Prep Room

Earlier, I had waited for seven hours, from 9:00am to 4:00pm in the prep room. The friendly group that was going to perform the surgery had come in waves to ask the usual questions about my medical record, allergies, medications and other information  about my health. But I wasn’t prepared to spend so many hours doing nothing; I didn’t fall asleep, so I kept thinking about a project I had in mind: 

“To Kill a Mockingbird” was the theme for the next Germ Film Festival in Fresno, Ca. I had to develop a five-minute short film around that movie, or book. So I had seven hours to think about that project. I knew it wasn’t easy. The story involved racial inequality, a false accusation of rape, mental and physical abuse. A humble and ethical lawyer, a mentally challenged neighbor and a jury made out of twelve white persons. All told from the point of view of a ten-year-old girl. I love the movie. Gregory Peck was absolutely perfect for the roll, and the three kids were great, as was everybody else. But the story by Harper Lee was incredibly amazing. Another thing that I find amazing it’s that things haven’t changed a lot since then. It’s very sad, and people like Donald Trump are ruining the situation even more. Ignorant intolerant persons like him are interfering with America to become a better country. It’s very sad indeed. America and the whole world had spent the entire twentieth century struggling to improve human relations, trying to erase hatred from the human mind, I thought it was working. But now my opinion has changed. It seems that we have to endure another century in the same conditions.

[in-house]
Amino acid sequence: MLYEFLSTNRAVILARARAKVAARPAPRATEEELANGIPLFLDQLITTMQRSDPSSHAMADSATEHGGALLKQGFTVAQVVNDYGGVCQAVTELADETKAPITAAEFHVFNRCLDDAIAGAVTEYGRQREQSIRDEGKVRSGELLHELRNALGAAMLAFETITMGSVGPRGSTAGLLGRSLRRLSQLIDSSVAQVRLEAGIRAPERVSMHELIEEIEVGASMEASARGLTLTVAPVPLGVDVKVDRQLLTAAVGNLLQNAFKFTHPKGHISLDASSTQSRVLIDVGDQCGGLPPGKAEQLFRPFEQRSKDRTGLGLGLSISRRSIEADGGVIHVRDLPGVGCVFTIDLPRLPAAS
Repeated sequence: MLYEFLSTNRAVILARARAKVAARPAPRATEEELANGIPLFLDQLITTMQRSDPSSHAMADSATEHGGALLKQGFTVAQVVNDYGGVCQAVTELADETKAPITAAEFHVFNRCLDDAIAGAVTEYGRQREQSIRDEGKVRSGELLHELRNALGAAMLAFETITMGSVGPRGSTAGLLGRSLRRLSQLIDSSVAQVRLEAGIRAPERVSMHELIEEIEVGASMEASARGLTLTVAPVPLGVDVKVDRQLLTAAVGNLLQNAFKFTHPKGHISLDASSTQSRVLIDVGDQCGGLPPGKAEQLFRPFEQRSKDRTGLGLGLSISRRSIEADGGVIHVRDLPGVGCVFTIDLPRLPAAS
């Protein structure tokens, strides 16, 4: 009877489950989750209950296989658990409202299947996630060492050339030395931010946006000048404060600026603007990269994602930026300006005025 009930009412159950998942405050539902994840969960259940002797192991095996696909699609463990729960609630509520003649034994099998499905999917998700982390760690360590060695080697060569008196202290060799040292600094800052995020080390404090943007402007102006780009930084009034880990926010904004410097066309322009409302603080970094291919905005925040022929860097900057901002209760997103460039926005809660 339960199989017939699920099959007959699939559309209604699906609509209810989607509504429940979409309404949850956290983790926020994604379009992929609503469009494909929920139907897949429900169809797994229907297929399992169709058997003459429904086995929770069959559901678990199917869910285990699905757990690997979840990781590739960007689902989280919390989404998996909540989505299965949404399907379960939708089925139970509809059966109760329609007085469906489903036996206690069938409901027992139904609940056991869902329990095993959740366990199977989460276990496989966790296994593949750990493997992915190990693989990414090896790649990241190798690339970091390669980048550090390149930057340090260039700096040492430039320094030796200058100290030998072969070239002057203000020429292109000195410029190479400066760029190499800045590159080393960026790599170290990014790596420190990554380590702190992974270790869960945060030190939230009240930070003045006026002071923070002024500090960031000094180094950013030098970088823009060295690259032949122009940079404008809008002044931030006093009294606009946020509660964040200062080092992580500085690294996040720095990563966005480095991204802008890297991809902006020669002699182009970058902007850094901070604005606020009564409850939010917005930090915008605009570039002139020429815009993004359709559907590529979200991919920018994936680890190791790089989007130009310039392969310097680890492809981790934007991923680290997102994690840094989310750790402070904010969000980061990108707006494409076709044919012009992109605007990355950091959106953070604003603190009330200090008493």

Anyway, the theme was complicated, it had too many characters, a lot of scenes had to be considered, and several locations were going to be needed. It was just too hard, and I still had to take into account the zero-dollar-budget. I found “To Kill a Mockingbird” very hard to transform into a five-minute-movie. I thought that maybe I could turn it into a parody and name it: “Tequila Mockingbird” and maybe I could turn the characters into their complete opposite, I thought about an all group of black people in the jury, and change the color of the skin of the 'rapist', and have a different type of lawyer, like Paul Newman in "The Verdict", drunk and down on his luck, (hence the title) or have the ten-year-old girl kill all the bad characters in the movie with a sling shot. But I couldn’t find anything satisfying or convincing. I lost seven hours thinking about it. In the end I decided to let it go and try something else. And just when I thought I had material for another story. They came for me, to shoot me with an injection full of Propofol.  

When I was wheeled out of the hospital, I felt something was wrong. I felt terrible, I didn't say thanks to anybody, I didn't even shake their hands. I bet they're used to that. But it's not that I was ungrateful, it was just unexpected, one second, I was in, and the next, I was out. I didn't even see the doctor who performed the surgery, or anybody else, except for the anesthesiologist. The worst thing about it was that I didn't have any energy to return and hug and kiss everybody.

You might not believe this, but Michael Jackson was singing "Black and White" in the car radio. Right away, I thought that song could be perfect for the movie I just saw. It also came to my mind that he had overdosed and died on Propofol. 

But I'm sure he was watching a great movie too. 

Edmundo Barraza
Lancaster, Ca. 01-11-2016